Richards-Wilcox uses the technology in markets that require high-speed transmission of product information. This has expanded the company's scope to include work in process manufacturing customers like automotive and aerospace companies.
How The Solution Works
"One of our end users misplaces about $1 million worth of product in its plant each year," Calvert details. "Lost product means a loss to the bottom line, even if the product is still in the plant somewhere."
Conveyor systems equipped with RFID devices allow packages to be placed on a track to take them to their destination. The added benefit – they collect specific information about products at the same time. For example, in the automotive industry, an overhead conveyor belt can carry car bumpers across the shop floor. By being suspended, a greater surface area of the bumper can be painted. With RFID tags on each bumper and readers located at specific areas along the track specific information like paint temperature, and time of painting can be written to the tag. The tag already contains an item number and a destination.
The information collected from these RFID tags is then processed by a PC. The information can be uploaded into a company's warehouse management system (WMS) or enterprise resource planning (ERP) system. A WMS is a set of software that manages and tracks activities, and automates the flow of all materials and information through a warehouse. WMSs must interface with host systems, like ERP or legacy systems. ERP is a broad set of activities supported by software that helps businesses manage information within different segments of a company.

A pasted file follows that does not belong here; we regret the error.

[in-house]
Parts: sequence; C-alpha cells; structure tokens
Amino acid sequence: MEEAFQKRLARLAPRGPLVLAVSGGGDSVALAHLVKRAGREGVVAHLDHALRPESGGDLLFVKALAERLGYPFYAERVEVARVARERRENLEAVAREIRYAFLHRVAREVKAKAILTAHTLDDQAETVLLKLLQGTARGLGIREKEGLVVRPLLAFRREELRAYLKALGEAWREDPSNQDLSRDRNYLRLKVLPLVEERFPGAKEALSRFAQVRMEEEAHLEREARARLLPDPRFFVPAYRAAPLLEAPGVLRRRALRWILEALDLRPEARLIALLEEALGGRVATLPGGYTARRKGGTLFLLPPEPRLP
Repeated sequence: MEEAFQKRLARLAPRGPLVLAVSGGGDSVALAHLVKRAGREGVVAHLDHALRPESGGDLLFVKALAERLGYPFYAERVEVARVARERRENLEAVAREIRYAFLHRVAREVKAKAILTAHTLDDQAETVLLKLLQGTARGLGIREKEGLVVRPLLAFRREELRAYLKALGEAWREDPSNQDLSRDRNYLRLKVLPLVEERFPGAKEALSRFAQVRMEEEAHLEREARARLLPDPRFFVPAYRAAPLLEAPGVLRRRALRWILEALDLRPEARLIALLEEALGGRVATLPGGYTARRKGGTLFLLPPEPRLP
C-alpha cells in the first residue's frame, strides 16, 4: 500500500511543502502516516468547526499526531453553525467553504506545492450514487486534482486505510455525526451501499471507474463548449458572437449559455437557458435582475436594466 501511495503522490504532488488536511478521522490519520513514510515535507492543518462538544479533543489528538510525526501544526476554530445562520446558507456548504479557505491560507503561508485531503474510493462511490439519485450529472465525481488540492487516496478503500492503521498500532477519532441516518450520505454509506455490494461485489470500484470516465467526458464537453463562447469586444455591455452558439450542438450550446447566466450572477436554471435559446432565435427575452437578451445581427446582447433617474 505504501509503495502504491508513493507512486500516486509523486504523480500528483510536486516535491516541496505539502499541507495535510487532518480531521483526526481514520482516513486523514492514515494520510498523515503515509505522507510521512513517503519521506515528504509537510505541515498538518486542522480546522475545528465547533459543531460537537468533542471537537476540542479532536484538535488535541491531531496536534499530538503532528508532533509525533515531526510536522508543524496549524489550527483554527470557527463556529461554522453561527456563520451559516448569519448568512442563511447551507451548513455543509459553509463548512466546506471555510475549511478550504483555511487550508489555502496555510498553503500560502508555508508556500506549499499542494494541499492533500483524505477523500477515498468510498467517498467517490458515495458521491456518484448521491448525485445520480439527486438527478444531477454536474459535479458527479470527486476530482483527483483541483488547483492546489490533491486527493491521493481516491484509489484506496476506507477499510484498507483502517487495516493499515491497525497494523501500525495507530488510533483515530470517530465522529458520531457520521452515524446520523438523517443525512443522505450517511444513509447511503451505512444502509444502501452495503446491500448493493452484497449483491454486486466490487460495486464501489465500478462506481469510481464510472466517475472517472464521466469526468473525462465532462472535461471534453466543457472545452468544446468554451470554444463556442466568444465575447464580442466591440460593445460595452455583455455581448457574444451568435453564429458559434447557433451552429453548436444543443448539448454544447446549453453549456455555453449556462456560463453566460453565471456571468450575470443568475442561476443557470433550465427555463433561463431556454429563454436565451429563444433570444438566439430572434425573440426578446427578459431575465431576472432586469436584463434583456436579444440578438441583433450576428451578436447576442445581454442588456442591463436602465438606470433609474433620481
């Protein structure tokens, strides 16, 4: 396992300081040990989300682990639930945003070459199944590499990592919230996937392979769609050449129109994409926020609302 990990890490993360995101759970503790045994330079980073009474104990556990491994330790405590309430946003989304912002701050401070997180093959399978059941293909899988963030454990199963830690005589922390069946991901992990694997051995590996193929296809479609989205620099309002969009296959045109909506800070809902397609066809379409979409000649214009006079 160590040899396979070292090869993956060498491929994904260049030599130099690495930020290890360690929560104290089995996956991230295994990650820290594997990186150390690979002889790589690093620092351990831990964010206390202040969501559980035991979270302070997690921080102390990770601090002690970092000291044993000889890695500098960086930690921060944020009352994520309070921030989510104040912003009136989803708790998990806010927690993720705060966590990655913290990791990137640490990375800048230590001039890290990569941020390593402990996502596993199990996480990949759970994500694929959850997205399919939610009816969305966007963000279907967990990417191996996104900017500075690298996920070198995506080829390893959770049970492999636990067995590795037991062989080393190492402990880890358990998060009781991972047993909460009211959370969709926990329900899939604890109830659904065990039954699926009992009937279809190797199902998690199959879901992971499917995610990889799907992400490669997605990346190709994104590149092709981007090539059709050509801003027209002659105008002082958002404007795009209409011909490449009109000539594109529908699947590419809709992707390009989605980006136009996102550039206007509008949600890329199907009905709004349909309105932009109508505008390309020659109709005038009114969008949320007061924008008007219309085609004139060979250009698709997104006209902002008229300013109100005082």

"We create operator interfaces and control screens that let conveyor operators decide what happens within that system. The information gathered by RFID is extracted with software written by Escort Memory Systems. From there, another layer of software provided by another systems integrator takes the information we gather and acts as a data collection bridge to the WMS or ERP solution."
What To Expect
Calvert doesn't see a surge in RFID technology in any given vertical market - he sees it in all Richards-Wilcox verticals. "The technology will expand, without question," he declares. "We want to propose RFID solutions in almost every case where we have a potential customer - even for educational purposes."
What's Calvert's advice to VARs considering RFID technology? Jump on the bandwagon. "Learn as much as you can about the technology and educate your end users," he suggests. "Competition in our industries is big. We provide custom solutions and have creative people in engineering and sales. While we have a strong history, we must continue to look at emerging technologies in order to remain competitive. We see our work in RFID as a step in the right direction."
Questions about this article? E-mail the author at firstname.lastname@example.org.